Although manufacturers and sellers are legally obligated to provide safe and effective products, thousands of people annually are seriously injured or killed by defective goods. From rechargeable batteries to motor vehicles, any product has the potential to be defective. When the harm is significant enough to raise major safety concerns, a recall may be issued, but that only goes so far. Many recalled items are never returned or repaired, leaving latent hazards everywhere.

Flawed design is the reason that more than 1.1 million Jeep and Dodge vehicles have recently been recalled by Fiat Chrysler. Their monostable electronic shifters can lead drivers to erroneously think they have put the vehicle in park. The National Highway Traffic Safety Administration reports that the shifter “is not intuitive and provides poor tactile and visual feedback to the driver, increasing the potential for unintended gear selection.” The confusing shifter has been connected to over 100 collisions and serves as the basis for a wrongful death suit by the family of “Star Trek” actor Anton Yelchin who was standing behind his parked Jeep when it allegedly began rolling backward, ultimately pinning him down.

Dangerously designed look-alikes are everywhere. Small green bottles of “super eco-fuel shots” that look like energy drinks, but are actually truck fuel additives. Store-brand aerosol cans of insect repellent and of furniture polish that closely resemble cooking spray. Sound silly to market a toxic household cleaner in packaging similar to fruit juice? Then you haven’t met Fabuloso. Just four months of data from one state’s poison control network found 94 instances of people accidentally ingesting the multi-purpose cleaner. The manufacturer has since added a child resistant cap and clearer labeling, but there is no information indicating whether the new design has helped.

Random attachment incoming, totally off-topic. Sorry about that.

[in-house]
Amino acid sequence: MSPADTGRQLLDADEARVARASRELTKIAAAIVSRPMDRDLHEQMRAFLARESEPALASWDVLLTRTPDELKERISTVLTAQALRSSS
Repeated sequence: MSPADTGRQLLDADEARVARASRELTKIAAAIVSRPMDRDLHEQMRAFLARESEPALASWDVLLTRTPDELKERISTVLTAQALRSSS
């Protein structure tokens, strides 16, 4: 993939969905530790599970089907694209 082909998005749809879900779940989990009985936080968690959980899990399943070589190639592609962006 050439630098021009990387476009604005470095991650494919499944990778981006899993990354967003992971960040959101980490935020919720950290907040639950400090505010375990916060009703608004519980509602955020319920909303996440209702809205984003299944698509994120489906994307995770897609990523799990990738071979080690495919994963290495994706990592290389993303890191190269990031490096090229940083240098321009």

Even medical devices can be poorly designed and cause harm to innocent patients. For example, IVC filters, which are intended to reduce the risk of pulmonary embolism by blocking blood clots, have been linked to serious complications and fatalities. Why? Because some brands of IVC filters have broken into pieces inside the body, traveling in the bloodstream and puncturing internal organs.

Do you have a keyless push-button ignition on your car? Do you park in an attached garage? If so, an “inherent design defect” poses a significant safety hazard. The keyless ignition system means that drivers can exit the vehicle with the fob – and without turning off the engine, allowing the car to keep running until it is out of gas. With an attached garage, the carbon monoxide coming out of the tailpipe can seep into the house, causing illness or death. In fact, keyless ignition vehicles have been the documented cause of at least 19 fatalities and 25 more close calls since 2009.